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Canova v. Canova

Decided: December 15, 1976.

JOSEPH CANOVA, PLAINTIFF,
v.
DOROTHY CANOVA, DEFENDANT



Susser, J.c.c., Temporarily Assigned.

Susser

The issue in this case is whether the marital residence is subject to equitable distribution. To decide that issue it is necessary to trace the source of the funds used in the purchase of the residence as well as the title changes in the property from which the funds were derived.

This is a second marriage for both of the parties. Plaintiff and his first wife owned premises known as 74 Second Avenue, Little Falls, New Jersey, as tenants by the entirety. Upon her death plaintiff became the sole owner, and he was such sole owner upon his marriage to defendant in 1957. In the later part of 1960 plaintiff placed title of 74 Second Avenue in his and defendant's name as tenants by the entirety.

The circumstances surrounding this change of title were as follows: Mrs. Canova had left plaintiff and was staying

with her sister. Plaintiff asked her to return to him and she agreed to do so upon his assurance that the home in which they were living, 74 Second Avenue, Little Falls, would be placed in both their names. Upon her return plaintiff, on December 8, 1960, executed a deed with his wife in which the grantees were designated as "Joseph Canova and Dorothy M. Canova, his wife, as tenants by the entirety." Consideration on the deed was shown as $1 and other good and valuable consideration. The deed further contained the following recitation: "The purpose of this deed is to create a tenancy by the entirety in the above described premises in Joseph Canova and Dorothy M. Canova, his wife, pursuant to R.S. 37:2-18."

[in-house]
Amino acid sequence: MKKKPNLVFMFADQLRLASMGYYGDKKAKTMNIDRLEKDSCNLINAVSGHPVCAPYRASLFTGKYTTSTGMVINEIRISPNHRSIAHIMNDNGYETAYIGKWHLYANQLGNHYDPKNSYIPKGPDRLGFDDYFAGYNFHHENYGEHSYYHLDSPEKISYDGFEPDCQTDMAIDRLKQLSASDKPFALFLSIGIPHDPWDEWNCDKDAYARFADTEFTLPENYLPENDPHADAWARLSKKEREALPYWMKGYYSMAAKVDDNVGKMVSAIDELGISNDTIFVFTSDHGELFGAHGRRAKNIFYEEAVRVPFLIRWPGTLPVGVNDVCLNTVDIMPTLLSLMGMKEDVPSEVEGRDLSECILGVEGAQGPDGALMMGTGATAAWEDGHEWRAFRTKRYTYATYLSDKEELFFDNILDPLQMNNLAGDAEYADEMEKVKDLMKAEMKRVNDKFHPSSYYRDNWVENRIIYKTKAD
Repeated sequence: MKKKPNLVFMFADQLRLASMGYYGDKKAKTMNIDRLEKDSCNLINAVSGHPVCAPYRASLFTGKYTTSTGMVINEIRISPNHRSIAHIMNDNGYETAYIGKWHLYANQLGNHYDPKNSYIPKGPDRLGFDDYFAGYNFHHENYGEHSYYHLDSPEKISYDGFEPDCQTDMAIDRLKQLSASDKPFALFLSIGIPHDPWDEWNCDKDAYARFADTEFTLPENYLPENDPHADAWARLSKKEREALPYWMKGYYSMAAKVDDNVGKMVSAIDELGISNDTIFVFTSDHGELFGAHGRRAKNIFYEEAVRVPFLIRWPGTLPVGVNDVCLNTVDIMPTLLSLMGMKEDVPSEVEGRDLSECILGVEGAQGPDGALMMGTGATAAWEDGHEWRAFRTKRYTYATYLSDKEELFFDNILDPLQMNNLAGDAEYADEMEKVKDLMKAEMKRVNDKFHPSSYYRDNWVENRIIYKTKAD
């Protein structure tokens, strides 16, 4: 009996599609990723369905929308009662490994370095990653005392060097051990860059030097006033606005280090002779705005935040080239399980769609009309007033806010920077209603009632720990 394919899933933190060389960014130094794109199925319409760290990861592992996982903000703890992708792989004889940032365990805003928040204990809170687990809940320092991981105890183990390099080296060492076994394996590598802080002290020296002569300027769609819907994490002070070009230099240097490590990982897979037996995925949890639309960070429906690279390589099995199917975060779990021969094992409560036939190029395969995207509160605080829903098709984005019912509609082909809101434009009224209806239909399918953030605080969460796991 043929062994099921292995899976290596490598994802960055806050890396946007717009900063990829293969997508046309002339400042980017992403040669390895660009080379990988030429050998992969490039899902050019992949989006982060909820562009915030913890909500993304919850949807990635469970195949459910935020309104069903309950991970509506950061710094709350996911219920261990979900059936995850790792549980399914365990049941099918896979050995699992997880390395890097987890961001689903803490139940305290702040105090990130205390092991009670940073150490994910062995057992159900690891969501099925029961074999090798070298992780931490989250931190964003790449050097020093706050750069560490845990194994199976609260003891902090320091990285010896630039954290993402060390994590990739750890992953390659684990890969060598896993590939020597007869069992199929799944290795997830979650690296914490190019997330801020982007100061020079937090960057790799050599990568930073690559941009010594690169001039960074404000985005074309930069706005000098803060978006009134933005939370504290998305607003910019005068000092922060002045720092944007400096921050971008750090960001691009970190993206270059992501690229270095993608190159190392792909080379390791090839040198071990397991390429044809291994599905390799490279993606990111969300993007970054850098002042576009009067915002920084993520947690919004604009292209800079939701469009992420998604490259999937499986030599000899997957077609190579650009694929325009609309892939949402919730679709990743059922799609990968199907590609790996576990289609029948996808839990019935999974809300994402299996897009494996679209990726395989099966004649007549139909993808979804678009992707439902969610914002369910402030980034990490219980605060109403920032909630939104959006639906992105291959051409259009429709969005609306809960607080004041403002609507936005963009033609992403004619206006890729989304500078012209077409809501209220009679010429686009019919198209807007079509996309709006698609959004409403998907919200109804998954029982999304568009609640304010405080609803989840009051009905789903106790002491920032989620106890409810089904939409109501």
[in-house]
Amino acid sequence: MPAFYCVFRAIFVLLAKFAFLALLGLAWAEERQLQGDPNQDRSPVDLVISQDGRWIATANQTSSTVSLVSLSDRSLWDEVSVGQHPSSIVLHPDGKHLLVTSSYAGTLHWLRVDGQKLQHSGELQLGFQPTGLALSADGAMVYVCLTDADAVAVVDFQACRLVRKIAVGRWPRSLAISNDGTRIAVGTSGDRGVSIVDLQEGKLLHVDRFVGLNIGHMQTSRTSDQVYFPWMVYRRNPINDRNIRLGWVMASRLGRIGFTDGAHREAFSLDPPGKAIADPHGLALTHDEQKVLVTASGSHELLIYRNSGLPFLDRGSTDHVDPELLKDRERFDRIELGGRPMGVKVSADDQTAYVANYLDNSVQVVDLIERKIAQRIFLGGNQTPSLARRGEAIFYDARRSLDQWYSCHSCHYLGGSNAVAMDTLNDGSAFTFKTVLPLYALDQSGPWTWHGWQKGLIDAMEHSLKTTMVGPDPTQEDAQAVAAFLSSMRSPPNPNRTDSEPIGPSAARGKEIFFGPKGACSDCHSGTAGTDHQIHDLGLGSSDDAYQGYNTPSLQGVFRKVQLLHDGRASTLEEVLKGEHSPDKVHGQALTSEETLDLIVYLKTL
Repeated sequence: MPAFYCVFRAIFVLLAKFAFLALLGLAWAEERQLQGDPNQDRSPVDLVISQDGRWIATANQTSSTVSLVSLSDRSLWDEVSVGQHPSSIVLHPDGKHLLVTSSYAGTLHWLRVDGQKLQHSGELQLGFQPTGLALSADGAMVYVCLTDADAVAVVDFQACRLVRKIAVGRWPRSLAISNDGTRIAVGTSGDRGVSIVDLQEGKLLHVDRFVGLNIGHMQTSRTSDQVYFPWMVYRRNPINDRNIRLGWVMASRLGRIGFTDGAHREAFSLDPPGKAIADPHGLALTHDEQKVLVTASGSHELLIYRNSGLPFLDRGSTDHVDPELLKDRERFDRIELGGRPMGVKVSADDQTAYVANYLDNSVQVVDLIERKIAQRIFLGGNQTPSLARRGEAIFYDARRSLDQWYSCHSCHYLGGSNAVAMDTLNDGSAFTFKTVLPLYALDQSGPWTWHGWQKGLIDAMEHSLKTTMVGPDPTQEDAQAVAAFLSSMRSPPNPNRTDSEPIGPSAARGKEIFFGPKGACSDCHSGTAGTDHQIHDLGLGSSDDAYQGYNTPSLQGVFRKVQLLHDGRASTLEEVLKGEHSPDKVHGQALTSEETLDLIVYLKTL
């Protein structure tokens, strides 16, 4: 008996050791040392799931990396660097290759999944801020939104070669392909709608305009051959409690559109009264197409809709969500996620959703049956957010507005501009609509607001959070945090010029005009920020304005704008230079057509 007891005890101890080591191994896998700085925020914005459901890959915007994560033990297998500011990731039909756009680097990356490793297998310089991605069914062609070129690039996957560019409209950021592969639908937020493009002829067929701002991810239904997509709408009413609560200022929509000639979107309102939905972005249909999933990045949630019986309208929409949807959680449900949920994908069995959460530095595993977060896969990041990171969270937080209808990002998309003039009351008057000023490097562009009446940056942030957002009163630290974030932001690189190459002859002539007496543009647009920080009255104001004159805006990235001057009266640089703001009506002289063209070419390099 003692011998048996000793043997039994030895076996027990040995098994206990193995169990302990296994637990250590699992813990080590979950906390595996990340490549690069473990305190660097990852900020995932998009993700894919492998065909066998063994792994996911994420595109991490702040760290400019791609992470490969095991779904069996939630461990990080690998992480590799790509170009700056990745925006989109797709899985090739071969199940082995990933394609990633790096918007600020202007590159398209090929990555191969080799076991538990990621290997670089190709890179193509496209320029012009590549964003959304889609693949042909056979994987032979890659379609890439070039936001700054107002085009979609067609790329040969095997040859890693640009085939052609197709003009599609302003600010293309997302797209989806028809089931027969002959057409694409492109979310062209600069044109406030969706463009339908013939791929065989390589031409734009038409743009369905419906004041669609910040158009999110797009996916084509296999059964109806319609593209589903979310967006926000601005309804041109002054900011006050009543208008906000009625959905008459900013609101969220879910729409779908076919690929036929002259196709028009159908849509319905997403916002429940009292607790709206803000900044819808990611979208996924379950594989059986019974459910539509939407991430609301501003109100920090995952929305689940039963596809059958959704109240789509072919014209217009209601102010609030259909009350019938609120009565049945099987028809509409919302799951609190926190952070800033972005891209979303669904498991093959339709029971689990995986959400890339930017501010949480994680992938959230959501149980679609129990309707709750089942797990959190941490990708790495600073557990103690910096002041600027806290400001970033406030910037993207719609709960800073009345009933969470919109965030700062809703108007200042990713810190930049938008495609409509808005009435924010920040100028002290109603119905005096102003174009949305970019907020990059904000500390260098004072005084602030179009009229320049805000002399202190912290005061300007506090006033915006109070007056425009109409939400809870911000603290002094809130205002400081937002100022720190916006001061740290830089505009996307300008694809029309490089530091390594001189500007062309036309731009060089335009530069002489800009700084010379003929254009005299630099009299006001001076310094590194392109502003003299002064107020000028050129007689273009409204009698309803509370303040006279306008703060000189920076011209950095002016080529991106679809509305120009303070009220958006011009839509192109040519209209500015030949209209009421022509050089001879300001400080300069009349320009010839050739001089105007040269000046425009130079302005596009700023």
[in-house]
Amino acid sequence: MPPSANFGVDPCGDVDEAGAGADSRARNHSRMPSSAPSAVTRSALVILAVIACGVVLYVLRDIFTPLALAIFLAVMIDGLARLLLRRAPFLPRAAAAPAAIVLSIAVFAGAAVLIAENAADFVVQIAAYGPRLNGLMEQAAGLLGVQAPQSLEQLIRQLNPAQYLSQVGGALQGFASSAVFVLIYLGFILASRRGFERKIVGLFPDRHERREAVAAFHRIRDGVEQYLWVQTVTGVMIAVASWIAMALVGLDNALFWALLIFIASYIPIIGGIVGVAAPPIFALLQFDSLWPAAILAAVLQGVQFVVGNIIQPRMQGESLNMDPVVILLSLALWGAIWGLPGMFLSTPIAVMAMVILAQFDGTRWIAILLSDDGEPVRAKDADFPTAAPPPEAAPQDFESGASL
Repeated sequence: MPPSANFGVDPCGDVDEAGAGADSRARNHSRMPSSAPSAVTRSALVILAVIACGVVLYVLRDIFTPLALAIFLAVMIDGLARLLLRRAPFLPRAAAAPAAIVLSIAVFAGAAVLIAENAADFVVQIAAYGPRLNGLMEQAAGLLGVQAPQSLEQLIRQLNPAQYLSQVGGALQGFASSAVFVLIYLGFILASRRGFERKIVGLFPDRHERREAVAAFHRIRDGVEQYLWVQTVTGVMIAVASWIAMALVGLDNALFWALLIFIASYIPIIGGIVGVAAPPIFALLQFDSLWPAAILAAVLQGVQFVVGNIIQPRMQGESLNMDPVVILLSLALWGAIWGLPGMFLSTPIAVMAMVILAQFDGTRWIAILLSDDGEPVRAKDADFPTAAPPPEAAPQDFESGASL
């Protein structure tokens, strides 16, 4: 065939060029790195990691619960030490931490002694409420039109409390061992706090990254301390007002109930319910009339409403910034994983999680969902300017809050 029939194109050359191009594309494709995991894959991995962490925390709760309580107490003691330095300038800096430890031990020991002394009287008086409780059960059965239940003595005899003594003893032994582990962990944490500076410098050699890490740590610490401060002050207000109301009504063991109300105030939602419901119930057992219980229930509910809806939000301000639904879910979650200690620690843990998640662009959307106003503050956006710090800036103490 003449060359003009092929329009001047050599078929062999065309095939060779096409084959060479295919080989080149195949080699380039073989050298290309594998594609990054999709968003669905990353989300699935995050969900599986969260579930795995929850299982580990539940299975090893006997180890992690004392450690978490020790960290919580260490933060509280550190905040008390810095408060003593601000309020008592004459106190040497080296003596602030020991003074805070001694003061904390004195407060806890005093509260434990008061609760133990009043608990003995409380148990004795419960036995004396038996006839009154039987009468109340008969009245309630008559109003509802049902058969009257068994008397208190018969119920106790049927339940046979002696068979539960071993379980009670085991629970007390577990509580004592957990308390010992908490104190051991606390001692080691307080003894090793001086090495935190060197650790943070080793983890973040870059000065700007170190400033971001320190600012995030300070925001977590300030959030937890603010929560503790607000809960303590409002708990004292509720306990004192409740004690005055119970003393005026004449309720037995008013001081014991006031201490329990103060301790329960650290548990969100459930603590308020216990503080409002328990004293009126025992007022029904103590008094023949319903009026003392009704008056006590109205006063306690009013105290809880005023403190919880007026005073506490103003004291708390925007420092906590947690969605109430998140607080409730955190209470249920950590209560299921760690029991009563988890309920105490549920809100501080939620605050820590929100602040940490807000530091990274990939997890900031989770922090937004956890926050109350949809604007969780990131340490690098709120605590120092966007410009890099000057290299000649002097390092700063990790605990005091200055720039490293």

N.J.S.A. 37:2-18 provides that "any conveyance heretofore or hereafter made by a married man or married woman to himself or herself and spouse of any real estate held in fee in severalty by such married man or married woman shall be construed to vest an estate by the entirety in such husband and wife, in fee."

Subsequently, in 1967 plaintiff and defendant executed a mortgage for these premises, and in July 1971 executed a correctional deed for the same premises which contained the same recitation of intent to create a tenancy by the entirety.

In 1971, 74 Second Avenue was sold. Both the contract of sale and the deed of conveyance were signed by plaintiff and defendant. Thereafter Mr. and Mrs. Canova purchased the present marital home at 7 Notch Road, Little Falls. The purchase price was $42,000 and was paid for by use of the $31,000 received from the 74 Second Avenue sale plus the proceeds of a jointly executed bond and mortgage in the sum of $10,000. Title was taken in the name of plaintiff and defendant as tenants by the entirety.

Plaintiff contends that this property is not subject to equitable distribution. He relies on Painter v. Painter , 65 N.J. 196 (1974), which holds:

Clearly any property owned by husband or wife at the time of marriage will remain the separate property of such spouse and in the event of divorce will not qualify as an asset eligible for distribution. As to this the statute is explicit. We also hold that if such property owned at the time of the marriage later increases in value such increment enjoys a like immunity. Furthermore the income or other usufruct derived from such property as well as any asset for which the original property may be exchanged or into which it, or the proceeds of its sale, may be traceable shall similarly be considered the separate property of ...


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